This summer I made an herb garden in my backyard. I’ve never had one before and since I was on my way to becoming a crazy plant lady anyway, I figured what the heck.
I bought a few starter plants, some soil and put them all in a half wine barrel. Well, all except the basil. Turns out basil plants like to be neglected. I learned this the same way I‘ve been learning my whole life... the hard way. For anyone who’s curious, they like very dry soil and lots of not too hot sunlight. It‘s still clinging to life.
Anyway, I filled my planter with mint, thyme, oregano and two kinds of parsley. Quarantine has me flexing my culinary muscles all over the place, so I was excited to have fresh herbs on hand. And if I’m being honest, for mint juleps too. Not surprisingly, it didn’t take long for the bugs to find my supply of fresh ingredients. Something ate so much mint that it’s still recovering. That’s why when I saw two little caterpillars sitting on my parsley one morning, they almost didn’t have a chance to pupate. They were destined for my hornworm cemetery until I noticed how cute they were.
I know what you’re thinking, and maybe I have been inhaling too much Neem oil, but honestly after months of finding hornworms on my tomato plants and aphids in my herbs these caterpillars looked like presents gifted to me by the gardening gods.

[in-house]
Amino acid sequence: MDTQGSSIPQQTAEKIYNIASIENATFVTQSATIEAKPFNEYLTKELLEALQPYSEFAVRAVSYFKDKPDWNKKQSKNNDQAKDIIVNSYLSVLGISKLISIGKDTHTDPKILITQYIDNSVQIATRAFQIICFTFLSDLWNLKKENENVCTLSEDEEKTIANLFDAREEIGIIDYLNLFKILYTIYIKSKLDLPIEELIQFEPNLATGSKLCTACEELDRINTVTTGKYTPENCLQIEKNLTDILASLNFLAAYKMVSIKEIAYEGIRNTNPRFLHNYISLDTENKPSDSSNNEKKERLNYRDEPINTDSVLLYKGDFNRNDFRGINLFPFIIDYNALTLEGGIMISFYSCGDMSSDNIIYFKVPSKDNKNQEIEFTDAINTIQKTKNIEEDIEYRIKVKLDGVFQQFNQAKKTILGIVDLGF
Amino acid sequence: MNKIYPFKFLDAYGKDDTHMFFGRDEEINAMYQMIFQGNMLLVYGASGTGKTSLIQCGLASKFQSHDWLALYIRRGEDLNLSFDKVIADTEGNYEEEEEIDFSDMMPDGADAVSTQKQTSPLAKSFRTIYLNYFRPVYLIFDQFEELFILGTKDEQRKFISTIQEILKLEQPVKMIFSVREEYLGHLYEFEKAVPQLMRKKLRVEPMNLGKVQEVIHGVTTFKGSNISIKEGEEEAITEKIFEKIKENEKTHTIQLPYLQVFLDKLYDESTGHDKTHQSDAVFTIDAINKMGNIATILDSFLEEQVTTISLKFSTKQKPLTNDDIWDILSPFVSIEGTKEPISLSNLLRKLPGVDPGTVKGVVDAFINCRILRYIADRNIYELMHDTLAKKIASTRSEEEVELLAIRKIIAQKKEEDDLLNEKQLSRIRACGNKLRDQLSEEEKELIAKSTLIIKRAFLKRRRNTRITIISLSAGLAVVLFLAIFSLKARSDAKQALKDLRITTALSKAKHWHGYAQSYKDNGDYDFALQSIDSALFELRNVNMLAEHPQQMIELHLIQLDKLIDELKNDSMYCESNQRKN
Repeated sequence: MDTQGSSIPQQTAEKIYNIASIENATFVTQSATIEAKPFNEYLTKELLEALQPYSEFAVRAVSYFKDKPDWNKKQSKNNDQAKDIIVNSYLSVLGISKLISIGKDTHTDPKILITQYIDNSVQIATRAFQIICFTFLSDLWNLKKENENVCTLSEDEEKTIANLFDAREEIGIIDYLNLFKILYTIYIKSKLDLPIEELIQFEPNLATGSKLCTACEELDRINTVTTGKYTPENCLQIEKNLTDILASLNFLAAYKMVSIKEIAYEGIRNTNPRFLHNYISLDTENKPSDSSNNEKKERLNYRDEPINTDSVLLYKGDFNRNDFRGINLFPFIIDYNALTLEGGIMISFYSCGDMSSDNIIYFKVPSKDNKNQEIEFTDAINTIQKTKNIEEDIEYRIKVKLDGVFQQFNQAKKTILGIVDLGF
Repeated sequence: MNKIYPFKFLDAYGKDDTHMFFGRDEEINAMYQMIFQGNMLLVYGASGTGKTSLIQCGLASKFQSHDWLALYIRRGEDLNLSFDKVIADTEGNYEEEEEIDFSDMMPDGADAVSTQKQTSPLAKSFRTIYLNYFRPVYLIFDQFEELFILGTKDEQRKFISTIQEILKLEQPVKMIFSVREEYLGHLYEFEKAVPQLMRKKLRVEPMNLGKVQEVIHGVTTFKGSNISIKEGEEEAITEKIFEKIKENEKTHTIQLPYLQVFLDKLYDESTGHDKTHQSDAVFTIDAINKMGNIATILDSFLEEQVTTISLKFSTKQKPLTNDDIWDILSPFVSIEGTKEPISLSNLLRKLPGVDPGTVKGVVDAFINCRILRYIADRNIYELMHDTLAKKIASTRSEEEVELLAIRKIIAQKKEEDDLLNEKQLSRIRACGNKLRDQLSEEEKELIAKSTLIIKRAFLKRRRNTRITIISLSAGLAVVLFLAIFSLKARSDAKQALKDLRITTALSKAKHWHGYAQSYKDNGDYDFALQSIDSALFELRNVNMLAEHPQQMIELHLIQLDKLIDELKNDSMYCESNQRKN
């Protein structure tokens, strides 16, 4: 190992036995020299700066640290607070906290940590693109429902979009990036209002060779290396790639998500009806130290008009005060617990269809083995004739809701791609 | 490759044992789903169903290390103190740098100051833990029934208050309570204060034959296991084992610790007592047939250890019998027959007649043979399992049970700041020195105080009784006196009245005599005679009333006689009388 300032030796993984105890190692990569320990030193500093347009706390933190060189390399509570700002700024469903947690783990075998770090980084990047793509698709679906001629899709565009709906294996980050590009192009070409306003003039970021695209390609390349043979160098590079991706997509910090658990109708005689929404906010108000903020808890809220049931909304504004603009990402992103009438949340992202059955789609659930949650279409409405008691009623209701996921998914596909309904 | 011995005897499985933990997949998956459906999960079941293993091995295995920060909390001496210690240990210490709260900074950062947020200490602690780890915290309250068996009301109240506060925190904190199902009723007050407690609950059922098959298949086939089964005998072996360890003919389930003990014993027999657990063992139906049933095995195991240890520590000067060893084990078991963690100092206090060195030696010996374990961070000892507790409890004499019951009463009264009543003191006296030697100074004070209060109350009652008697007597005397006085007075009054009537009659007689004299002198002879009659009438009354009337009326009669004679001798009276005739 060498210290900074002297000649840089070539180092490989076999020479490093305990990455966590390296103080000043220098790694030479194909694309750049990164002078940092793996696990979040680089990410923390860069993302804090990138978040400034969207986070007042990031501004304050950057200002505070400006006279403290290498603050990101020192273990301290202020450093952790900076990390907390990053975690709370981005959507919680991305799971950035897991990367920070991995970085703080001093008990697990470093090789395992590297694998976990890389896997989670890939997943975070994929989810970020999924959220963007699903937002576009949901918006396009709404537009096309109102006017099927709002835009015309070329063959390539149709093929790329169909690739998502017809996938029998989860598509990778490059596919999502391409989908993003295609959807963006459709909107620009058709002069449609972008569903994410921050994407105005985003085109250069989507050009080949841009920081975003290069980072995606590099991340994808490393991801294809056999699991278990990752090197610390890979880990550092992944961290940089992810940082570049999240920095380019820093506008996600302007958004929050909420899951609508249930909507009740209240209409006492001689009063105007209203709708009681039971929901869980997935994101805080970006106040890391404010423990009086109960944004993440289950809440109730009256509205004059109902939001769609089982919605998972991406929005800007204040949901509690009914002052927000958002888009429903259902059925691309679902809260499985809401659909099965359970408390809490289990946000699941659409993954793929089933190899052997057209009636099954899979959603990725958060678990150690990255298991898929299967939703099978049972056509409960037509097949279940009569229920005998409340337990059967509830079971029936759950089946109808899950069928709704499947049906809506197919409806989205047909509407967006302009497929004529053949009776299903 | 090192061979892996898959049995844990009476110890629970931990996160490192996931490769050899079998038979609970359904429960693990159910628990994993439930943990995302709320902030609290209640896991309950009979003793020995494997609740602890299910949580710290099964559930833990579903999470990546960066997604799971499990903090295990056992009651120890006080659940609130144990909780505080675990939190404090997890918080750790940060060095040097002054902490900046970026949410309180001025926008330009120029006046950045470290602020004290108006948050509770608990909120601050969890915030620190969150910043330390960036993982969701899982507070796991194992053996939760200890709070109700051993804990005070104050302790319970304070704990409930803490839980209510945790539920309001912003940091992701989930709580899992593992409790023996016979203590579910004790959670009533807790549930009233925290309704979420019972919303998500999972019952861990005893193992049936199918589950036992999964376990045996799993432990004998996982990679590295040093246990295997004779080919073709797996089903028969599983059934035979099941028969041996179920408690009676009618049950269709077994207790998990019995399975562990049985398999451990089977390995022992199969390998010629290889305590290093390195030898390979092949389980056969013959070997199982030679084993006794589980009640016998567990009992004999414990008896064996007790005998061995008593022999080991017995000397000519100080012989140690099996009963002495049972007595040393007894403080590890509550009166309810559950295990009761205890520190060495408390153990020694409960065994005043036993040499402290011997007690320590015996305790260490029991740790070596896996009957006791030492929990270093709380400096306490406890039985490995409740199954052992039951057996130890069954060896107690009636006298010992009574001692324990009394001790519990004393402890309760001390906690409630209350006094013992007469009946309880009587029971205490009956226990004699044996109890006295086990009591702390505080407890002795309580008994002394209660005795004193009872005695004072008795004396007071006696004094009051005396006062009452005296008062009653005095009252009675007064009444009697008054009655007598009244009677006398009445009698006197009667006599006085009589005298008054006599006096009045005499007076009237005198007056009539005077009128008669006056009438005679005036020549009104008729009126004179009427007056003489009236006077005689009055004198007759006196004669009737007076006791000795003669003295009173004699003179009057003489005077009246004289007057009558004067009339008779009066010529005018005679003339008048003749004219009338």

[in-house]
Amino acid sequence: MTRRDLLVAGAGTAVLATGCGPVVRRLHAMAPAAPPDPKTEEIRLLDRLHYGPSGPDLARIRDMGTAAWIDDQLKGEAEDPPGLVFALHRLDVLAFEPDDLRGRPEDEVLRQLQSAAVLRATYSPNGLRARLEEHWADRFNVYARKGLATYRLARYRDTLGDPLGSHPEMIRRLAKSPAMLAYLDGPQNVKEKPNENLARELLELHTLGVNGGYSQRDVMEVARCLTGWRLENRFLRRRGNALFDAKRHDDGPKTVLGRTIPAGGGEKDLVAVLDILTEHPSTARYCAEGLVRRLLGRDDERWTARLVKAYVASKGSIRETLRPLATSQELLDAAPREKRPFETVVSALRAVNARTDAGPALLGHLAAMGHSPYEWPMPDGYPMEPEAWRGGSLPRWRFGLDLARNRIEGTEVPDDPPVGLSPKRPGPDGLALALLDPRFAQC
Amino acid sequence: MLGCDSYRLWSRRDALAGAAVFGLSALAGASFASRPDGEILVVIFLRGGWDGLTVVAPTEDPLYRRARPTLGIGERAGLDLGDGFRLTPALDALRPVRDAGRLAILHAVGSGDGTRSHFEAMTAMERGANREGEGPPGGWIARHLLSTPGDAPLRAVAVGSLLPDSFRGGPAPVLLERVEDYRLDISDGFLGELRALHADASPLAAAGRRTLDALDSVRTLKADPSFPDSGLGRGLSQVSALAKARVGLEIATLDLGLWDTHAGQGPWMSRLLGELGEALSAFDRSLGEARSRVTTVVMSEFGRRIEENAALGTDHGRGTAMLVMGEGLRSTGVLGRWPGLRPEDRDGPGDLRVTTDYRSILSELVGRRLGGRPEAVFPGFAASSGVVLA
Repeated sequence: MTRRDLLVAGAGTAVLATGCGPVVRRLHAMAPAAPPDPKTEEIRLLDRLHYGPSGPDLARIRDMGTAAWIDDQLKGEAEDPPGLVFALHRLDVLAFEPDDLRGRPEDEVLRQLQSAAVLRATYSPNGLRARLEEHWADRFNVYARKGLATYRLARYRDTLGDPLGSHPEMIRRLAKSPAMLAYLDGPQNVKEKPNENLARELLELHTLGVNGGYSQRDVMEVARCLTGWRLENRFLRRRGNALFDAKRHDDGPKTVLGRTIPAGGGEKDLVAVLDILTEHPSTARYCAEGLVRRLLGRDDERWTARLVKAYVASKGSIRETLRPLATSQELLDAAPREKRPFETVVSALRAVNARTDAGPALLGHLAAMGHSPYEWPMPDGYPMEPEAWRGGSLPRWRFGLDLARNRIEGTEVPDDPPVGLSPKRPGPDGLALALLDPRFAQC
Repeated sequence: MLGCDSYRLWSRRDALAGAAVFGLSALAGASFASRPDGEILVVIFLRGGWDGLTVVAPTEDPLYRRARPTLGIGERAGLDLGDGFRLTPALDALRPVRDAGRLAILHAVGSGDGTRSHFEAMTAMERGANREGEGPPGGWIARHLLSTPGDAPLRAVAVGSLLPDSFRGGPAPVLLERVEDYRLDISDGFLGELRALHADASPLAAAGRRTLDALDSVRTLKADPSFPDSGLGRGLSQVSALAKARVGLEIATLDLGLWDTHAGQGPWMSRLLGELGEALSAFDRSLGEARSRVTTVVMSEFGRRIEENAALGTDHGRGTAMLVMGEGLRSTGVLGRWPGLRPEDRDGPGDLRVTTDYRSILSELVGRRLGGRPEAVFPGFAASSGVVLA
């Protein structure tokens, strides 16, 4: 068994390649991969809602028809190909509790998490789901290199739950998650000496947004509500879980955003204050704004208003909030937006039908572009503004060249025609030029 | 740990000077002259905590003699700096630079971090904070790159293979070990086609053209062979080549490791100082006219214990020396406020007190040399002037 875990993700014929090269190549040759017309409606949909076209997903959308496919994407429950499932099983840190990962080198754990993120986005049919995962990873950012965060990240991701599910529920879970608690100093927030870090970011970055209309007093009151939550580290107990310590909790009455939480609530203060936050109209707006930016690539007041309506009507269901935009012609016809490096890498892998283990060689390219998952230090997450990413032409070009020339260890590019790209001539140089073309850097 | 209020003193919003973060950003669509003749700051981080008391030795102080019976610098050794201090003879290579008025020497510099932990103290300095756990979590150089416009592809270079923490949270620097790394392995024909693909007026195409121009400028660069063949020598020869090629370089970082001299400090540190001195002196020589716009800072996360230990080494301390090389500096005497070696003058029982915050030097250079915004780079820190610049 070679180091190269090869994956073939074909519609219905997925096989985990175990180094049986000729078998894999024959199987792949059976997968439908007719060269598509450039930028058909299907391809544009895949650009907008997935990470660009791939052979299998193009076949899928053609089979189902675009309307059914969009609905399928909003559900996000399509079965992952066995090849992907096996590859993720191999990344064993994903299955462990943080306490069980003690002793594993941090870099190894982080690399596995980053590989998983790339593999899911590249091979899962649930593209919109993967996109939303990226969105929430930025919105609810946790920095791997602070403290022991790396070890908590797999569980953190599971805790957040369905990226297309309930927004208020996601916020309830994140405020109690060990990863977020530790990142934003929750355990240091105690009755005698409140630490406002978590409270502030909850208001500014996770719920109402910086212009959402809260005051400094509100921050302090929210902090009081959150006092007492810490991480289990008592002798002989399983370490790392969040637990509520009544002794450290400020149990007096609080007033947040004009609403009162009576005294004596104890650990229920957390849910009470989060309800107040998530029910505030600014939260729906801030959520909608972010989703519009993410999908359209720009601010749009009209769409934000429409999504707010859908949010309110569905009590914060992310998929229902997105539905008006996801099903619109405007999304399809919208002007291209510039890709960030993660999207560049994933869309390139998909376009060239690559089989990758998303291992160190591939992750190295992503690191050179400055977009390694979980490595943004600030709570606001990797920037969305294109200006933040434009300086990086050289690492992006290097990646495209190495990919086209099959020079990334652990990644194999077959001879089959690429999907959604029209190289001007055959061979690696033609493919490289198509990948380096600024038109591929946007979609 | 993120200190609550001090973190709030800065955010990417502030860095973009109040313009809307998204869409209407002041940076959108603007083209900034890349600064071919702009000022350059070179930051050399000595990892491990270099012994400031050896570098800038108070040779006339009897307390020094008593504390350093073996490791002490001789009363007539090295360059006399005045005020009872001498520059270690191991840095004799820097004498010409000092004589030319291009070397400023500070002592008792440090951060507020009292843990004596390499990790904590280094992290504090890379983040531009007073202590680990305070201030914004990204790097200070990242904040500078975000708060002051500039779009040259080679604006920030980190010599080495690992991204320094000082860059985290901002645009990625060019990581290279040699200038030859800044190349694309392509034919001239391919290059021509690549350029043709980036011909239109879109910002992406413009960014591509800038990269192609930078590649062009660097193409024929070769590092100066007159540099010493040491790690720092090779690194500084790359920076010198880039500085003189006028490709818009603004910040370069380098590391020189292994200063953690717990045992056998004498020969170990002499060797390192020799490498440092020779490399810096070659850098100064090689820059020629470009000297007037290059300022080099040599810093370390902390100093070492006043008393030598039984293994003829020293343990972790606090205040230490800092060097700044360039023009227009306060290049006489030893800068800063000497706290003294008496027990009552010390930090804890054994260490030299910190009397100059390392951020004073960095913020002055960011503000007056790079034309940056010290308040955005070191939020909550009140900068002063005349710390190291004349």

Just Google it
My first stop was Google (naturally) to find out every thing I needed to know about these little guys from the search engine results page. It’s really impressive how much information you can get without actually clicking into a website. Images, lifecycle, food preferences—I mean if it weren’t so convenient, more companies would probably complain.
After Google told me I had parsely-loving swallowtail caterpillars I couldn’t wait to bring them inside and set up their new habitat. I didn’t have a butterfly mesh habitat at first, so I clipped the parsley sprigs and leaned them on a few sturdy sticks I placed in a mason jar. Once they were settled in, my second stop was Amazon to pick up a mesh habitat.
I was determined to make butterflies.
After four days of eating almost all my parsley, my patience paid off and they each formed a chrysalis. There was nothing to do but wait... and make sure little fingers or paws didn’t accidentally squash my butterfly dreams.
After a few days one of the chrysalises turned nearly black and I was convinced it had perished. Surprisingly it wasn’t the black chrysalis I should have worried about.
The longest 12 days.
After 12 long days of waiting and watching these unmoving sacs of sorcery something magical happened.
Sadly one of the caterpillars never emerged as a butterfly. But the one that did was more glorious and beautiful than anticipated.
Overall it was a fun and exciting experience. My kids really enjoyed watching the different stages of a butterfly, but their favorite part was letting it go and watching it fly away.
Five stars. Would recommend.